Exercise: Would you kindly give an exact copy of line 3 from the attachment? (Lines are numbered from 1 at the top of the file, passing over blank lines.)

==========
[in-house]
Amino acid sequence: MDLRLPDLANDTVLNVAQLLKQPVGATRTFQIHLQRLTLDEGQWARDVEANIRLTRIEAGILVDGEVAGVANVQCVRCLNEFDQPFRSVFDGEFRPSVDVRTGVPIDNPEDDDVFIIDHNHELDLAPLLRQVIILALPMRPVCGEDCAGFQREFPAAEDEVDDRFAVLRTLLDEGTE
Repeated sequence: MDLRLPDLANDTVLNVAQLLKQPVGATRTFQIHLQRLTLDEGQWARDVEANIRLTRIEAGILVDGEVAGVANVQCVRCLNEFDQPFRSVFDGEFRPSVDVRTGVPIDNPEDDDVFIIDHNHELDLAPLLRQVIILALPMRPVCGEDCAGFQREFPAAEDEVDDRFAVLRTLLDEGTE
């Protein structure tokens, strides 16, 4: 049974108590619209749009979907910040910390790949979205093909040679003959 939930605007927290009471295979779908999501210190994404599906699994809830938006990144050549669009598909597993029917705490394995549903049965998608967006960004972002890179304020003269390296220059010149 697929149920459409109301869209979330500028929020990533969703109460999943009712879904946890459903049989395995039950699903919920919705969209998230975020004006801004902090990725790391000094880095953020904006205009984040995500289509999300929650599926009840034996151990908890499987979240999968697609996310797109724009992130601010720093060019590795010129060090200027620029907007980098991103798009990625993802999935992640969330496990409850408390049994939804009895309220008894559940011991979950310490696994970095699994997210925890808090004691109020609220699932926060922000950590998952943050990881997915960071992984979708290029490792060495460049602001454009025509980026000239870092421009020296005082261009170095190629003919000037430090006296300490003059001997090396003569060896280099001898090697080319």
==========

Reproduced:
Repeated sequence: MDLRLPDLANDTVLNVAQLLKQPVGATRTFQIHLQRLTLDEGQWARDVEANIRLTRIEAGILVDGEVAGVANVQCVRCLNEFDQPFRSVFDGEFRPSVDVRTGVPIDNPEDDDVFIIDHNHELDLAPLLRQVIILALPMRPVCGEDCAGFQREFPAAEDEVDDRFAVLRTLLDEGTE